Such a policy might backfire on India, given Lyon is improving all the time and Beer is an Ashley Giles type: not a big spinner of the ball, but tight, clever and extremely accurate. When operating Down Under, Beer might see himself as a bowler to shore up an end in partnership with the pacemen. However, he's better than that and needs to be thinking about not how many overs to get through but how many wickets he can bag in an innings.
Lyon and Beer, and most likely Glenn Maxwell - an emerging Victorian allrounder offie with lots to offer but with a long way to go - as back-up might turn the tables on their Indian counterparts the way Graeme Swann and Monty Panesar did recently.
Of equal concern is the Australian batting. Messrs Warner, Cowan, Hughes, Khawaja, Johnson and Wade are all terrific players against the medium and fast bowlers. Apart from Cowan, all of them like to belt the hell out of the bowling, but it is when they have to make the pace against quality slow stuff that they strike trouble.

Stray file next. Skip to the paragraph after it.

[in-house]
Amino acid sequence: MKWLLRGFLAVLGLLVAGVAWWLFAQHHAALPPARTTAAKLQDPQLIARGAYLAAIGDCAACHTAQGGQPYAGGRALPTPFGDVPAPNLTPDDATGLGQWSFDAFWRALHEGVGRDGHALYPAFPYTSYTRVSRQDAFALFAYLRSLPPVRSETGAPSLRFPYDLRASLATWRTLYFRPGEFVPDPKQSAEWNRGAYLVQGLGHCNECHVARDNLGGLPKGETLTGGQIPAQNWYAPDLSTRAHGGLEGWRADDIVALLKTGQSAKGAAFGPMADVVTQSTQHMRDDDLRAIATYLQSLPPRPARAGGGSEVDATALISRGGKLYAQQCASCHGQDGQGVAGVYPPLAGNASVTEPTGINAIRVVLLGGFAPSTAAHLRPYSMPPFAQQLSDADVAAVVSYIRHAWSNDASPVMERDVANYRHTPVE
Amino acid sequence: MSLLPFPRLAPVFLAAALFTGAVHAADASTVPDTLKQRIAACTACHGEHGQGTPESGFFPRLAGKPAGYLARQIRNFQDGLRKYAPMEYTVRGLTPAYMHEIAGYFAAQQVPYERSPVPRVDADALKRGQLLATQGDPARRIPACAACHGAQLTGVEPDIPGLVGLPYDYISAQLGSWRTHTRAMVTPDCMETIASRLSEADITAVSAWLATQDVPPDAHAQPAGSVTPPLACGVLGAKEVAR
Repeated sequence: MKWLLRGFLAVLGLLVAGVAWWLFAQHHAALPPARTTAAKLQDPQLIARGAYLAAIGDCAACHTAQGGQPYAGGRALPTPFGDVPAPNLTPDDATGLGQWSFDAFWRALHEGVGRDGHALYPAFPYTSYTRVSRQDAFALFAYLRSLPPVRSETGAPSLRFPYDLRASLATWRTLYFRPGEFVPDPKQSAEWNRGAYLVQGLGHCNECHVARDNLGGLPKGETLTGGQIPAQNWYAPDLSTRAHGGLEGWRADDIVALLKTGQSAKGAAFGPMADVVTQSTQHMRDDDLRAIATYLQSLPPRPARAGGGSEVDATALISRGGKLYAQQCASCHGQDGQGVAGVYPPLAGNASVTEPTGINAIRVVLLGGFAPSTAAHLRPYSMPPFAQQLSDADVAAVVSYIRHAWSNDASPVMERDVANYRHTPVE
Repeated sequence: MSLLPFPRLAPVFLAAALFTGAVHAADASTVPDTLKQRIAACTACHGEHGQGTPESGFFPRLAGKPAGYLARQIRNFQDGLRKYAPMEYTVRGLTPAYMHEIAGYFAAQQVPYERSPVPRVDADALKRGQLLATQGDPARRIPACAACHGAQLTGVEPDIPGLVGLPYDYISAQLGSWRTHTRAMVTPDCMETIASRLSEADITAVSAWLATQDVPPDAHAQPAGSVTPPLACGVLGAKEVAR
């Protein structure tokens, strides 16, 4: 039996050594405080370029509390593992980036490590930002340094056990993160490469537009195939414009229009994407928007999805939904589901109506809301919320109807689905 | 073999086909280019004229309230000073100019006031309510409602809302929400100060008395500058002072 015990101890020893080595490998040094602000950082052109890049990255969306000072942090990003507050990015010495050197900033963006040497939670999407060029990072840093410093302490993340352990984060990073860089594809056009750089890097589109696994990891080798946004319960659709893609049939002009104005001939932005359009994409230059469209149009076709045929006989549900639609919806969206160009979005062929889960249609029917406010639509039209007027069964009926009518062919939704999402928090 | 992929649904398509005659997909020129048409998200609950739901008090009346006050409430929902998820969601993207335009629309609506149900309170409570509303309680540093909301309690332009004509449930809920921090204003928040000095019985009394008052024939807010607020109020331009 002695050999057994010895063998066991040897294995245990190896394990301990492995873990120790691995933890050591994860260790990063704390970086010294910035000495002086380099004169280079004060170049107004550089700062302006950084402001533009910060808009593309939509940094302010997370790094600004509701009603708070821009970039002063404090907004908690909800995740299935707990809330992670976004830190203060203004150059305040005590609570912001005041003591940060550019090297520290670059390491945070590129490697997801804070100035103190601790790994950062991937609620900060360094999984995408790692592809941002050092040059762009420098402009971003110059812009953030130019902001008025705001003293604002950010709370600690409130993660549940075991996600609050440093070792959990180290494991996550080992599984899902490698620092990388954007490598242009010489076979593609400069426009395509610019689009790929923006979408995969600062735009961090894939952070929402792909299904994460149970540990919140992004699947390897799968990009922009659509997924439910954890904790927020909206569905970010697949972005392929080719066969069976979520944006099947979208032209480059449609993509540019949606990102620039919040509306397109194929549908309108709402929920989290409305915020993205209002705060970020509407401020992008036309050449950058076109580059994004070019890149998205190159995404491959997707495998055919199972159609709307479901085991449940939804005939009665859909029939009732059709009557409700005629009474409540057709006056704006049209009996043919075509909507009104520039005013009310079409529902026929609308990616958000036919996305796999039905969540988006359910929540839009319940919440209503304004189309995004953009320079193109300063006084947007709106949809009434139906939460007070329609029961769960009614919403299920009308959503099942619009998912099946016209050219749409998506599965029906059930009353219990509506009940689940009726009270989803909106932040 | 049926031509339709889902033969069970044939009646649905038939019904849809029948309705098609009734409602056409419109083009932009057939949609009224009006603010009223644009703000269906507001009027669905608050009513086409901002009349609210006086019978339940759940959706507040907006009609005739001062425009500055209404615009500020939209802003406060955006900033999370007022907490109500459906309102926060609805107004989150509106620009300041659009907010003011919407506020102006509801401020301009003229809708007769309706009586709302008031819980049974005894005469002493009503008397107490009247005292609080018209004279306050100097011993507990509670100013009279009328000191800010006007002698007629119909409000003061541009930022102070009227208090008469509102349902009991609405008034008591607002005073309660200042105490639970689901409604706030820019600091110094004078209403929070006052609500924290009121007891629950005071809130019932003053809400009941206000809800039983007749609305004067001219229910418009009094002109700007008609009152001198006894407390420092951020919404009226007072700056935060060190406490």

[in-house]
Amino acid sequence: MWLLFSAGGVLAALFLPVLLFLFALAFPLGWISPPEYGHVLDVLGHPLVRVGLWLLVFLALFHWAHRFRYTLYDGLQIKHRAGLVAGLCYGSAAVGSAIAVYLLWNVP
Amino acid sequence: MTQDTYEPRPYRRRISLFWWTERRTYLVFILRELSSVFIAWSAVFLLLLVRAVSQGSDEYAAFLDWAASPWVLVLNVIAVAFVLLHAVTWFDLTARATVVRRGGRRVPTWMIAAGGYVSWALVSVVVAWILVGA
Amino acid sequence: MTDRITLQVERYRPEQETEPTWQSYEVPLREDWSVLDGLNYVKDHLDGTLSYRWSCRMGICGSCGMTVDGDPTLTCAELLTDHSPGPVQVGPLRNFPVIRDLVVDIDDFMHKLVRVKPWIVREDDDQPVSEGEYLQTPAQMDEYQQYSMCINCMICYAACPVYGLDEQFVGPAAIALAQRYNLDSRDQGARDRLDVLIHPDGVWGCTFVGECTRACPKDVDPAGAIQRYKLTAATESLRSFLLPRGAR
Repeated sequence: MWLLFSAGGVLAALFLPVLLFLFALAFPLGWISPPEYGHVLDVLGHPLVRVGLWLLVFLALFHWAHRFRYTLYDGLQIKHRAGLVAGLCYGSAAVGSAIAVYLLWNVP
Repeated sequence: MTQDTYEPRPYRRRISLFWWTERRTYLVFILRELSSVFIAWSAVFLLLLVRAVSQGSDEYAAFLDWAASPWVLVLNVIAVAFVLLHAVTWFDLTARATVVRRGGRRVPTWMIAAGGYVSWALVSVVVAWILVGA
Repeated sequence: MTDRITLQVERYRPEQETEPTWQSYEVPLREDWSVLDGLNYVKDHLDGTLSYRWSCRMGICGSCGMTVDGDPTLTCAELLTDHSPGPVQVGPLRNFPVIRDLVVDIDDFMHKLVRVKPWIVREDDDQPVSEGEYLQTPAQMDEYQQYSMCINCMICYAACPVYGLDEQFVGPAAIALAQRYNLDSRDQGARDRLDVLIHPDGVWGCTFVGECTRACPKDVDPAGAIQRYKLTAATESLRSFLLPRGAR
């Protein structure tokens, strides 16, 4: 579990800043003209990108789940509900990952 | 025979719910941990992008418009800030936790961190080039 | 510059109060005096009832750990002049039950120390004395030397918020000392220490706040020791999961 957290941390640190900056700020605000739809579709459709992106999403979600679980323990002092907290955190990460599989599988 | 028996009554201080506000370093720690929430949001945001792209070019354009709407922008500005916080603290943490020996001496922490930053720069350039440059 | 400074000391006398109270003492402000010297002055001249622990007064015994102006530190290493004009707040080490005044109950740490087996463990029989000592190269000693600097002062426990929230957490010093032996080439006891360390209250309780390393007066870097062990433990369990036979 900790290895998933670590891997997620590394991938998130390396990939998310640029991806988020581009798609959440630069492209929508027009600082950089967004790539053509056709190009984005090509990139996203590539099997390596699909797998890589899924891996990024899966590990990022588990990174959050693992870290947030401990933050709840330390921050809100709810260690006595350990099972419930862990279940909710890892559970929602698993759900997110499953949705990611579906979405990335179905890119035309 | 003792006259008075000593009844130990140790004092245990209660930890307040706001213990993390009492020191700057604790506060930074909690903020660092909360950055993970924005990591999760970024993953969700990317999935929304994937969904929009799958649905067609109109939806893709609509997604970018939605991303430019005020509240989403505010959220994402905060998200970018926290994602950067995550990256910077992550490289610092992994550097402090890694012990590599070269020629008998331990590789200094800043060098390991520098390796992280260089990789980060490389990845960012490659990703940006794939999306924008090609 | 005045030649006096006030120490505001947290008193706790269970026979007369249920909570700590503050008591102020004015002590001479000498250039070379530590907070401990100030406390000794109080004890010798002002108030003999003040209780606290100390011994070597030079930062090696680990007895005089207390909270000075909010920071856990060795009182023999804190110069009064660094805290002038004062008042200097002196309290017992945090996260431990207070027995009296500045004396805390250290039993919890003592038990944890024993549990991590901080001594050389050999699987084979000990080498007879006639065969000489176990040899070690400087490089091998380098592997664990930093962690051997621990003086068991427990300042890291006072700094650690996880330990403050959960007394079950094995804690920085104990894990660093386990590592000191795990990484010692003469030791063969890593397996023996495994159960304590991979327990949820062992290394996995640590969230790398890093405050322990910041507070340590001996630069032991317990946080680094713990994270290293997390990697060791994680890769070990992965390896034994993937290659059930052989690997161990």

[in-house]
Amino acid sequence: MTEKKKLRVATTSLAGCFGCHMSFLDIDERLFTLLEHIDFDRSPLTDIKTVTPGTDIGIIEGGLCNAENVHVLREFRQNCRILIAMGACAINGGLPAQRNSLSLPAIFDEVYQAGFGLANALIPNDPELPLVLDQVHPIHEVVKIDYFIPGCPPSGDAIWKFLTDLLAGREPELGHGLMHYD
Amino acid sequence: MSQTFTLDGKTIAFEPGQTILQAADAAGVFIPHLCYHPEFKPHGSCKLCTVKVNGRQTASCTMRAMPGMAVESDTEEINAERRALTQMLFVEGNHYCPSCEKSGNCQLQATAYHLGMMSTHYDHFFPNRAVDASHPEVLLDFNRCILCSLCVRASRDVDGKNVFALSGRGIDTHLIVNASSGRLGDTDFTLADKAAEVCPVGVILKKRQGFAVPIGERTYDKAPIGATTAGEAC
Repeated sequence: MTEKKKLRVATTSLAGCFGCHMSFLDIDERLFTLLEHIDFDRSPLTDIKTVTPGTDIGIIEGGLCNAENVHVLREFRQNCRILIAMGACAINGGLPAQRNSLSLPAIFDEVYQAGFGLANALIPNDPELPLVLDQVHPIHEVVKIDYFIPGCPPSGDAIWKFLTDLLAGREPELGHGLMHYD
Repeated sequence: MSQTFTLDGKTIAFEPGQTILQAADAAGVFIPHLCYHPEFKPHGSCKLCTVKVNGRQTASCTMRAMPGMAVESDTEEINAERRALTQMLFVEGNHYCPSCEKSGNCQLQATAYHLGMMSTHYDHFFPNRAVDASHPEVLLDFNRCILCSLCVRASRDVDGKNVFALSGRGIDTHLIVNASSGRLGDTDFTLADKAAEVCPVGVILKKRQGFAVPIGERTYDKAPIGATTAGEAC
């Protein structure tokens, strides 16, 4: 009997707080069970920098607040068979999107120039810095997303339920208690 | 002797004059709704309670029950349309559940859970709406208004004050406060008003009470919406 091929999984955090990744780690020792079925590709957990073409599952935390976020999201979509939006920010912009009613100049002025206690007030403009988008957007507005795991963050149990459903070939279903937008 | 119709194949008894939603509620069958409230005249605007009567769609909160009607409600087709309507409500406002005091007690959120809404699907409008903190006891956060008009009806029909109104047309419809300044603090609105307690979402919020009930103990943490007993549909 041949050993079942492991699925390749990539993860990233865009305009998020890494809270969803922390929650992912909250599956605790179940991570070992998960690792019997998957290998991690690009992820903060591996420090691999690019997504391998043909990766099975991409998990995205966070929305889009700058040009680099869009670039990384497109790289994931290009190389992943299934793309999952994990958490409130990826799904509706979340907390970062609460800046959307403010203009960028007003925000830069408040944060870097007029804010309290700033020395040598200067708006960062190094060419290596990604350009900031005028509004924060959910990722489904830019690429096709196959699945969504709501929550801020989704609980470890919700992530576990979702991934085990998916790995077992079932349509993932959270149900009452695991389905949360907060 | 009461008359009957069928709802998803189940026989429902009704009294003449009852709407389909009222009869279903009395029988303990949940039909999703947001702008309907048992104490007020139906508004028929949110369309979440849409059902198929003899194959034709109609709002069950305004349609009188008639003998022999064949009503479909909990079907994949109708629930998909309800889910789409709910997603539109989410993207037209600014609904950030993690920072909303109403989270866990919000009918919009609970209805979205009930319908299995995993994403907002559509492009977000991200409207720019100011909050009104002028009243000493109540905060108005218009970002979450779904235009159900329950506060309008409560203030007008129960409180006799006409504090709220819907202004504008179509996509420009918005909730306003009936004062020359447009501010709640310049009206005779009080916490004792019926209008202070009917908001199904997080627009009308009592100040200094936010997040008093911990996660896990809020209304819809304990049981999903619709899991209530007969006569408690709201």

They will need to be patient and knock the ball into the gaps, more often than not foregoing the temptation of playing risky shots for boundaries and taking singles instead. It has long been stated that the best way to learn how to play spin is from the non-striker's end, by taking singles to get out of the firing line.
Warner really struggled against Ashwin in Australia last summer, and he doesn't fare well when he has to make the pace. His two exciting Test centuries, in Hobart and Perth, were against teams that did not have specialist spinners. He is, though, working diligently on rotating the strike against slow bowling, which is the key to breaking a spinner's rhythm.
Cowan has looked to Matthew Hayden to utilise the sweep in his quest to conquer spin bowling. He tried it in the Sydney Test against Sri Lanka and looked totally at sea trying to sweep Rangana Herath.
|Prasanna had the ball on a string, and when you were lured forward, he pulled the string and led you to your doom, or forced you back, or trapped you on the crease|
Hayden was a stand-and-deliver thumper. When he started out, he sometimes appeared to be in a state of sheer inertia against spin, so he decided after 13 Tests and just over 500 runs at an average of 24 to bring out his tree trunk of a bat and employ the slog-sweep in the subcontinent. He ended up scoring an incredible 549 runs in three Tests of the 2000-01 series in India.
Hayden, like big Clive Lloyd, could top-edge a six at a big ground. Cowan is not a huge man, and is not a natural sweeper. We saw that in Sydney, against Herath. Cowan would be best advised to work singles and look for the odd bad ball to hit for a boundary against the Indian slow men. Rotating the strike and using his horizontal shots - the pull and the cut - are his strengths, which should work for him.